'Congress on Your Corner' with Rep. Larson

By Frances Taylor - Staff Writer
East Hartford - posted Mon., Feb. 7, 2011
Ramon Makol, a South Windsor resident, came by to thank Rep. John Larson for his help with an immigration issue.  Photos by Frances Taylor.
Ramon Makol, a South Windsor resident, came by to thank Rep. John Larson for his help with an immigration issue. Photos by Frances Taylor.

Don Gonsalves, a South Windsor resident, was one of the first to arrive at U.S. Rep. John Larson’s (D-1st District) "Congress on Your Corner" meeting at Shoprite on Main Street. Feb 5.

"I don’t agree with [Larson] on most things, but I’m interested in what people have to say…to get an indication of how people feel about the issues," said Gonsalves, 74.

One of  Gonsalves' main concerns is making sure Social Security and Medicare are still there for his children and seven grandchildren, he said. The truth about our country’s financial situation "needs to get out there," and "politicians have been afraid to tell people to face up to the facts," he said.

"We seniors have it pretty good right now – we have Social Security, many of us have pensions, and Medicare pays our medical bills," Gonsalves said. "I don’t think most seniors know how much the government actually pays them. It’s a great benefit, and I don’t think many people appreciate what it really does."

Paul Mounds, press secretary for the Congressman, said similar events are held weekly throughout 27 towns that make up Larson’s district. The event is often held at a library or town hall, and the Congressman is present on a biweekly basis.

"'Congress on Your Corner' allows people to voice their concerns in a direct way, and it helps us establish our caseload," Mounds said. "We handle about 1,600 cases a year, helping people with Social Security disability, veterans' issues, Medicare, and things like that."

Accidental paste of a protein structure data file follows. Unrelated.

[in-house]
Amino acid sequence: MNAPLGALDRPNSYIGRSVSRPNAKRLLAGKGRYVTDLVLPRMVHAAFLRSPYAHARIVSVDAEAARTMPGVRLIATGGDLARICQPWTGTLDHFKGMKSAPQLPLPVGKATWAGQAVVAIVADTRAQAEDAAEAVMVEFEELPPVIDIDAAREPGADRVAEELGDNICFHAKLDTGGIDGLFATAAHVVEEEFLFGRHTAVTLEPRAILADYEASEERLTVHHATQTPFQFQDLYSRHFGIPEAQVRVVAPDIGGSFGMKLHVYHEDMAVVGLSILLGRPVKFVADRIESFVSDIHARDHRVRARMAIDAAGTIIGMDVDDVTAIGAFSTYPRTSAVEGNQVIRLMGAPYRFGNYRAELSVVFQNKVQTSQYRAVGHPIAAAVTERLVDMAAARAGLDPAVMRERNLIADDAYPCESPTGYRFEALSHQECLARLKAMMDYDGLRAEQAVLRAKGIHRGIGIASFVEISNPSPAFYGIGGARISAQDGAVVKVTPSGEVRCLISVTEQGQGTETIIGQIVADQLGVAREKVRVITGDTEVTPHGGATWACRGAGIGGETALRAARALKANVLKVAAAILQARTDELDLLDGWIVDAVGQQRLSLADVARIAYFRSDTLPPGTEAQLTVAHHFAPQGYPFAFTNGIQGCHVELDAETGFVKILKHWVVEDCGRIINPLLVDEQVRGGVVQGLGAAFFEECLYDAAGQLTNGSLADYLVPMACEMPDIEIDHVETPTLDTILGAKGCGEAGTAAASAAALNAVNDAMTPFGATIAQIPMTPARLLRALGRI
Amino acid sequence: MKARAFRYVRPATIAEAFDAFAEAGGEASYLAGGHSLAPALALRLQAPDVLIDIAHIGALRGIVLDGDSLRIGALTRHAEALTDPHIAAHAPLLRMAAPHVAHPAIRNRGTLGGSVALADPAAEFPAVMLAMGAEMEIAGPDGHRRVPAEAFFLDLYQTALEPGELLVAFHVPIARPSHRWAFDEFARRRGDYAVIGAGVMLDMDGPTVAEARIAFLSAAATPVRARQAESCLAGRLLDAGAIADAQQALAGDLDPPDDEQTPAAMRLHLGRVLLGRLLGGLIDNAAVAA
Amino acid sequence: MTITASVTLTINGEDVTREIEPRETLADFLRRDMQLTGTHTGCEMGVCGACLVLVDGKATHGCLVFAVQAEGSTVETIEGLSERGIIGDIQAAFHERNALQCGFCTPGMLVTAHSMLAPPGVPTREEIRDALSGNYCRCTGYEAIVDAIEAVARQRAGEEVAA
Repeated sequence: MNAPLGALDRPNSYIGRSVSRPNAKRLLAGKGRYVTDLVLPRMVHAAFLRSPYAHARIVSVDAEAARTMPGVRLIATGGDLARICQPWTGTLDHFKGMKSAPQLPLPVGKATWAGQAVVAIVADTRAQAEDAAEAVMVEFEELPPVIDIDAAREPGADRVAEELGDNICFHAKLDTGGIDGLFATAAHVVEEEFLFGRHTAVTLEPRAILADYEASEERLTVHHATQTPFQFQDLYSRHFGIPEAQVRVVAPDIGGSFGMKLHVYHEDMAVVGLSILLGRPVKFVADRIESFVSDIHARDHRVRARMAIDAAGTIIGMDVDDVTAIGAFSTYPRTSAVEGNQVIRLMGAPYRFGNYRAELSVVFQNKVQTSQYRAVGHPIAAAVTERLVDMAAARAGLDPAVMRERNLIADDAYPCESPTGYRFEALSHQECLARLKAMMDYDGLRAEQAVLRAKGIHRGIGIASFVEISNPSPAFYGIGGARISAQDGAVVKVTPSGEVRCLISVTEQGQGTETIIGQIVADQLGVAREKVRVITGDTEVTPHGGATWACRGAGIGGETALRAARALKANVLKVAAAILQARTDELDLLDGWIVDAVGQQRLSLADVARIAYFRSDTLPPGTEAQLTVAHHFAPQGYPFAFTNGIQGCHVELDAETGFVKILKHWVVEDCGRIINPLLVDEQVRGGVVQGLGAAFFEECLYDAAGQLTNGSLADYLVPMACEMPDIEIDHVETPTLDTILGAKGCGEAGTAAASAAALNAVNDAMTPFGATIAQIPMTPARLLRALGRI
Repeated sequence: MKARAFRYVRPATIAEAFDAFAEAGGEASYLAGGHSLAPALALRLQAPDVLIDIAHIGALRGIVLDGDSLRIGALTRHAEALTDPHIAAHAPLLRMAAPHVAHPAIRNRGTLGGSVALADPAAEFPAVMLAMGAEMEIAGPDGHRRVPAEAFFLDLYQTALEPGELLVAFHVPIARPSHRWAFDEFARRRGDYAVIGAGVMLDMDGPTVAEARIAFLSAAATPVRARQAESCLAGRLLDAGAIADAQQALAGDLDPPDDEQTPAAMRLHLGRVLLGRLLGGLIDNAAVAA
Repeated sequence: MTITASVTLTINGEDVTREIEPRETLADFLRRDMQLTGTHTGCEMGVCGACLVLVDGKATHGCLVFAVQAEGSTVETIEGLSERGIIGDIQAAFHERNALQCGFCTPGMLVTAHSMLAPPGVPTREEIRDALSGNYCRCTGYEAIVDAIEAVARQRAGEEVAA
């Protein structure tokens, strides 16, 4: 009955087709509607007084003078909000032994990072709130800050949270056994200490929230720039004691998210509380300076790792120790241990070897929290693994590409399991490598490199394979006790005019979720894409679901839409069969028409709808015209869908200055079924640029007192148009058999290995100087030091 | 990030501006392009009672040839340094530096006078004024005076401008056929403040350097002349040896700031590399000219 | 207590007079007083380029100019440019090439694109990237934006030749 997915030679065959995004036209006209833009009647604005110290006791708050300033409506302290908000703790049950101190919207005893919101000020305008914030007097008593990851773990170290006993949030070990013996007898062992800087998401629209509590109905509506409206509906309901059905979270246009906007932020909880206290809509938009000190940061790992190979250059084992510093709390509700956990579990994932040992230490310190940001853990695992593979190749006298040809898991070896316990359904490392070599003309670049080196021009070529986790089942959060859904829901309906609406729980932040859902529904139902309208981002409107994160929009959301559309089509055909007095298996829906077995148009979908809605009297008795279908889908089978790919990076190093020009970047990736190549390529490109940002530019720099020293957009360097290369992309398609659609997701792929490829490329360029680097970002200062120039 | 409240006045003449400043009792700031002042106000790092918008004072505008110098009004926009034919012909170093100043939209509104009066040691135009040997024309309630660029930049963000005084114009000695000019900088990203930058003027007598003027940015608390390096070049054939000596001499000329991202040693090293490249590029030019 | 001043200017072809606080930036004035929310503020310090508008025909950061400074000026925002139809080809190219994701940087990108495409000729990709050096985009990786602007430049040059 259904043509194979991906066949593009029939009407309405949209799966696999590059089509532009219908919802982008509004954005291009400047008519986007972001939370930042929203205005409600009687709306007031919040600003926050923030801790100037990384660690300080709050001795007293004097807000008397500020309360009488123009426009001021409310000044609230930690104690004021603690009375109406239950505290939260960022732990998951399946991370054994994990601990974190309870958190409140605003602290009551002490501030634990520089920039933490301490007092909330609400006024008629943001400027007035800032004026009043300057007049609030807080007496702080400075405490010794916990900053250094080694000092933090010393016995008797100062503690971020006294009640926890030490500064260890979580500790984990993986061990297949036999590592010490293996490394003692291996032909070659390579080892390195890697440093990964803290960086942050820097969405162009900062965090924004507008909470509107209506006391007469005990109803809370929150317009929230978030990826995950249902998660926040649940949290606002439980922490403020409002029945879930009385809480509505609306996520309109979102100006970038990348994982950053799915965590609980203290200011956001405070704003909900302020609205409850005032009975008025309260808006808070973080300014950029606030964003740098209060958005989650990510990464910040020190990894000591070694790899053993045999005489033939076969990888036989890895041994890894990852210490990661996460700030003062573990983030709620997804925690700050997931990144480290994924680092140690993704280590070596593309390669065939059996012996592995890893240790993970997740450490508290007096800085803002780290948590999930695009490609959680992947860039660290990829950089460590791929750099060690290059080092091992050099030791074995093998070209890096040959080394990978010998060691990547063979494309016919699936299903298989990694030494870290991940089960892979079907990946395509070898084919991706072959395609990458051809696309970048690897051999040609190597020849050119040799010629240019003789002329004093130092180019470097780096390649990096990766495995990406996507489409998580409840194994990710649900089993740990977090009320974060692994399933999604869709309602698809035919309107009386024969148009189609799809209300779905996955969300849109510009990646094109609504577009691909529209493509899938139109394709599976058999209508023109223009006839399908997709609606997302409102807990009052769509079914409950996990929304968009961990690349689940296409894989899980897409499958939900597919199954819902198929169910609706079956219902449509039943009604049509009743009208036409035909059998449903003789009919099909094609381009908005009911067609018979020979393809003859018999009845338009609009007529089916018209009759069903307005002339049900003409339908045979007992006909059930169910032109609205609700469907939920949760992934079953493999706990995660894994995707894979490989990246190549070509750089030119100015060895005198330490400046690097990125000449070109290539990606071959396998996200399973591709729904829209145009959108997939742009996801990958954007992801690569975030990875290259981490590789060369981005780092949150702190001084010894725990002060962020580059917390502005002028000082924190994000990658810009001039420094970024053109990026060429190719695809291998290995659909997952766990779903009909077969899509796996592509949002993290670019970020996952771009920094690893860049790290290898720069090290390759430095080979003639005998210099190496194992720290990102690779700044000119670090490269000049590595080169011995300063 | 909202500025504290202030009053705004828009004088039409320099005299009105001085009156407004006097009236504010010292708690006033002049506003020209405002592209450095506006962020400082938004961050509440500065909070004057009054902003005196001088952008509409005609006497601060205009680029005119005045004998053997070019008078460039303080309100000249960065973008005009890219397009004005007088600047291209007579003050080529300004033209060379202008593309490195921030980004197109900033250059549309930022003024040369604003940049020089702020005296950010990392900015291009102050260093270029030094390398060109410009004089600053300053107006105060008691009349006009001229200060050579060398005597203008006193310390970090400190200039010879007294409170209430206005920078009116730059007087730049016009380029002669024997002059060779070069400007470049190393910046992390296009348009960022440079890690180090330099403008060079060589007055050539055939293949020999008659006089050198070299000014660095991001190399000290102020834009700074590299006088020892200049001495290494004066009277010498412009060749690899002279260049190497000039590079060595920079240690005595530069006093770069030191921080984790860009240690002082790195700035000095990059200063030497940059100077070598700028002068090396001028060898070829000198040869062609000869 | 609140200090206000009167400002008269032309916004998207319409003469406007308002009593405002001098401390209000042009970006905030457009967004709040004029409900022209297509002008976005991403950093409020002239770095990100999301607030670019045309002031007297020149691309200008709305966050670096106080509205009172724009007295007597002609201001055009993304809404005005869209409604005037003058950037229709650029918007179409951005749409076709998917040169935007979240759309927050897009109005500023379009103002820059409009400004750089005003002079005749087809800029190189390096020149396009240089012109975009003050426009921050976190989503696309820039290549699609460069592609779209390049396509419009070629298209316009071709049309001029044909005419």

About a dozen people waited in line to speak personally with Larson. The store provided security for the low-key event. An East Hartford police officer made a brief appearance.

After a shooting in Arizona last month at a similar event that left a Congresswoman critically injured, "we are mindful of security, but we have not had any problems," said Beth Monchun, district aide for Larson.

Joseph St. John, who owns Hobby Tyme Distributors on Oakland Street, said he wanted to speak with Larson about what he sees as bureaucratic regulations that affect his business.

"I don’t want any help – I just want those stupid agencies off my back," St. John said.

Ramon Makol, a South Windsor resident, came by to thank Larson for his help with a family member’s immigration problem.

"My nephew needed to come here from India to take his residency exam to work as a doctor," Makol said. "Congressman Larson helped us work with the Indian embassy so he could get his visitor’s visa to come here and take the test."

Larson spent about two hours talking with constituents. "I’ve talked with people about veterans' issues, housing issues and Social Security," Larson said about the day’s event. "Jobs and unemployment have come up, as well."

Nancy Collins came to ask Larson for help finding employment. Collins, who worked for 20 years in the customer service field, has been out of work for months and has run out of unemployment benefits. "I’ve been looking for a job but I haven’t found anything, and I don’t have anything coming in," she said.

As she sat speaking with Larson, the staff provided her with forms to fill out, and numbers to call for help. "They gave me some referrals to training programs, and someone to contact in their office next week," she said. "I’m willing to try anything.''

Rising heating oil prices are affecting local people, Larson added. "One thing we can do legislatively is to close the off-shore loopholes that oil companies are using to fuel speculation and drive up prices," he said.

 

 


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